Article

Critical Youth Engagement: Participatory Action Research and Organizing

Authors:
Article

Critical Youth Engagement: Participatory Action Research and Organizing

If you want to read the PDF, try requesting it from the authors.

No full-text available

Request Full-text Paper PDF

To read the full-text of this research,
you can request a copy directly from the authors.

... Watts et al. 1999; Ginwright and Cammarota 2002) seek to recognize young people's agency in naming and contending with oppressive forces, and position youth as agents and active participants in creating a more equitable world. SPD theory, quite rightly, assumes and believes these agential, activist outcomes to be crucial goals of human/youth development (Fox et al. 2010; Ginwright and Cammarota 2002; Watts et al. 1999; Watts et al. 2003). This being said, while SPD has been an important step forward in conceptualizing youth development, we remain concerned about the ways in which SPD has been, and might be, deployed among historically marginalized youth by its practitioners and advocates. ...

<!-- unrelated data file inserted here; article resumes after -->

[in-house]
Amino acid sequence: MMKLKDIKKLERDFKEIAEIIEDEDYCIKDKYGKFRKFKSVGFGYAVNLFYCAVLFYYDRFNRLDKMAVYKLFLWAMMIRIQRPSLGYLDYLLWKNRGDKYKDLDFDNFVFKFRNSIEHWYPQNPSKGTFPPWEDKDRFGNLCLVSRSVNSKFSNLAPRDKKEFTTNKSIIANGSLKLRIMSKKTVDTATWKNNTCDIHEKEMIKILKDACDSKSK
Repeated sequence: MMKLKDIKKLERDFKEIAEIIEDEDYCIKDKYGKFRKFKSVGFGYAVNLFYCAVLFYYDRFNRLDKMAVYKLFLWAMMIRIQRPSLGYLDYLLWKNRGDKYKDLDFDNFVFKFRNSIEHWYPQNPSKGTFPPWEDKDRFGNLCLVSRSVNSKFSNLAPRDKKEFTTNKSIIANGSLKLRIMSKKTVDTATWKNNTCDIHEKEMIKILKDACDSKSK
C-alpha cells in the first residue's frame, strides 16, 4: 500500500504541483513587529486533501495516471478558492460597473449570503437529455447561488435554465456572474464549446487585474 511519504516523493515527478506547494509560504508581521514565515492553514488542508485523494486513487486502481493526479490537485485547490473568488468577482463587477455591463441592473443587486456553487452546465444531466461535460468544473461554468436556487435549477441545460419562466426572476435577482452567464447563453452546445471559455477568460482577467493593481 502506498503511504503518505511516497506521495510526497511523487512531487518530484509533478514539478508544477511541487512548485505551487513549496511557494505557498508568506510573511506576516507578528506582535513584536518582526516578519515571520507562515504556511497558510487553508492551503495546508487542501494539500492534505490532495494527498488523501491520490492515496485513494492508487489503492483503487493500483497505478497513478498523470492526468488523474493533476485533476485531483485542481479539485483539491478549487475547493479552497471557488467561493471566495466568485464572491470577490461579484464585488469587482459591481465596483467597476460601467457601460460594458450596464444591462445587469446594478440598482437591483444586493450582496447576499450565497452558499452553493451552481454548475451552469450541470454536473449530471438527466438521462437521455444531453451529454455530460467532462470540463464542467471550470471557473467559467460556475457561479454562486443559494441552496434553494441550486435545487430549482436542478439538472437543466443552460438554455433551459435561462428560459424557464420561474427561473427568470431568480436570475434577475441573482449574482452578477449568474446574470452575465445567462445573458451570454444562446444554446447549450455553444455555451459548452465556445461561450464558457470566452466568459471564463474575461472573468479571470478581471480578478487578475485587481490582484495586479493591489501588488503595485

... Building from our own vignettes here, and work of previous scholars (e.g. Cammarota 2008; Cruz 2012) who have engaged Critical Ethnic Studies content towards agentic, action research, and SPD, we believe iterative and immanent processes of community-led research, or CPAR, is an imperative for SPD work with historically marginalized youth in our present educational contexts (Torre 2009; Fox et al. 2010). As SPD requires that youth become cultural-historical actors, and producers and holders of knowledge (Delgado-Bernal 2002), this means that that they enjoy the radical right to research, like the students in Brooklyn involved in inquiry into long-held questions around their community conditions, and the high school youth who were exploring their communities and agency through photography and reflective dialogue. ...